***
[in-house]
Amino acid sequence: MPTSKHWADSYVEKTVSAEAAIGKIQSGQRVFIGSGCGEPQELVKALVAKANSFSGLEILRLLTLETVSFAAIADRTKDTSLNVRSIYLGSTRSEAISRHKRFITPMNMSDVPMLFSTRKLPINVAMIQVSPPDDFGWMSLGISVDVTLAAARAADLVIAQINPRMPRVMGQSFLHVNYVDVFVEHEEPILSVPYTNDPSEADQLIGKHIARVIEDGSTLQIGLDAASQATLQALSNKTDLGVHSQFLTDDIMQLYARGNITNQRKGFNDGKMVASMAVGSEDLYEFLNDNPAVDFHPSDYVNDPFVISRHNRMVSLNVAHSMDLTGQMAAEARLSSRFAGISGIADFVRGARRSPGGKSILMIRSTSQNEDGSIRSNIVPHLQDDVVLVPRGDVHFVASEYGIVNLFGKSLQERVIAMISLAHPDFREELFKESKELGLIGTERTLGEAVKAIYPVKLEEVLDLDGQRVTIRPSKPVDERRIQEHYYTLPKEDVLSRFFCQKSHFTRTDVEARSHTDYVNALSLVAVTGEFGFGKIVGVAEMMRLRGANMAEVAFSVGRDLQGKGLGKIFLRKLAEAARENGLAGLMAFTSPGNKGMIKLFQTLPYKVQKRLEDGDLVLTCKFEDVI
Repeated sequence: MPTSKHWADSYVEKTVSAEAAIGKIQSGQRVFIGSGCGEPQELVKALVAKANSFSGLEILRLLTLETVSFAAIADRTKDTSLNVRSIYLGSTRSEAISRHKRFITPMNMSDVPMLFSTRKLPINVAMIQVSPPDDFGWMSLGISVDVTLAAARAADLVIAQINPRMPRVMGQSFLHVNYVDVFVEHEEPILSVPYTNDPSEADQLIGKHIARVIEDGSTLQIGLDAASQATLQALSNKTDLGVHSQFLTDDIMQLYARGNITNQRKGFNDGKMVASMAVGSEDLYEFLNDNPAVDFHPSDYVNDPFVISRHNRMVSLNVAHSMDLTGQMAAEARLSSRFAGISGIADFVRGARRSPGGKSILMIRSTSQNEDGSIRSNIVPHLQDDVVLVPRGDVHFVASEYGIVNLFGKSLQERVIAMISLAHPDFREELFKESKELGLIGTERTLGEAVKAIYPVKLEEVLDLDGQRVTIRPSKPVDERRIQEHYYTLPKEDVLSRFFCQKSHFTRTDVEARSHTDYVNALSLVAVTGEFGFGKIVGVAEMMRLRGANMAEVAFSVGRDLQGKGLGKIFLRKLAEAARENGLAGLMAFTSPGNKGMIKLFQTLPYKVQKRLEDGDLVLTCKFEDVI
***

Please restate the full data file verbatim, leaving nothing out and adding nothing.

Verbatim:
[in-house]
Amino acid sequence: MPTSKHWADSYVEKTVSAEAAIGKIQSGQRVFIGSGCGEPQELVKALVAKANSFSGLEILRLLTLETVSFAAIADRTKDTSLNVRSIYLGSTRSEAISRHKRFITPMNMSDVPMLFSTRKLPINVAMIQVSPPDDFGWMSLGISVDVTLAAARAADLVIAQINPRMPRVMGQSFLHVNYVDVFVEHEEPILSVPYTNDPSEADQLIGKHIARVIEDGSTLQIGLDAASQATLQALSNKTDLGVHSQFLTDDIMQLYARGNITNQRKGFNDGKMVASMAVGSEDLYEFLNDNPAVDFHPSDYVNDPFVISRHNRMVSLNVAHSMDLTGQMAAEARLSSRFAGISGIADFVRGARRSPGGKSILMIRSTSQNEDGSIRSNIVPHLQDDVVLVPRGDVHFVASEYGIVNLFGKSLQERVIAMISLAHPDFREELFKESKELGLIGTERTLGEAVKAIYPVKLEEVLDLDGQRVTIRPSKPVDERRIQEHYYTLPKEDVLSRFFCQKSHFTRTDVEARSHTDYVNALSLVAVTGEFGFGKIVGVAEMMRLRGANMAEVAFSVGRDLQGKGLGKIFLRKLAEAARENGLAGLMAFTSPGNKGMIKLFQTLPYKVQKRLEDGDLVLTCKFEDVI
Repeated sequence: MPTSKHWADSYVEKTVSAEAAIGKIQSGQRVFIGSGCGEPQELVKALVAKANSFSGLEILRLLTLETVSFAAIADRTKDTSLNVRSIYLGSTRSEAISRHKRFITPMNMSDVPMLFSTRKLPINVAMIQVSPPDDFGWMSLGISVDVTLAAARAADLVIAQINPRMPRVMGQSFLHVNYVDVFVEHEEPILSVPYTNDPSEADQLIGKHIARVIEDGSTLQIGLDAASQATLQALSNKTDLGVHSQFLTDDIMQLYARGNITNQRKGFNDGKMVASMAVGSEDLYEFLNDNPAVDFHPSDYVNDPFVISRHNRMVSLNVAHSMDLTGQMAAEARLSSRFAGISGIADFVRGARRSPGGKSILMIRSTSQNEDGSIRSNIVPHLQDDVVLVPRGDVHFVASEYGIVNLFGKSLQERVIAMISLAHPDFREELFKESKELGLIGTERTLGEAVKAIYPVKLEEVLDLDGQRVTIRPSKPVDERRIQEHYYTLPKEDVLSRFFCQKSHFTRTDVEARSHTDYVNALSLVAVTGEFGFGKIVGVAEMMRLRGANMAEVAFSVGRDLQGKGLGKIFLRKLAEAARENGLAGLMAFTSPGNKGMIKLFQTLPYKVQKRLEDGDLVLTCKFEDVI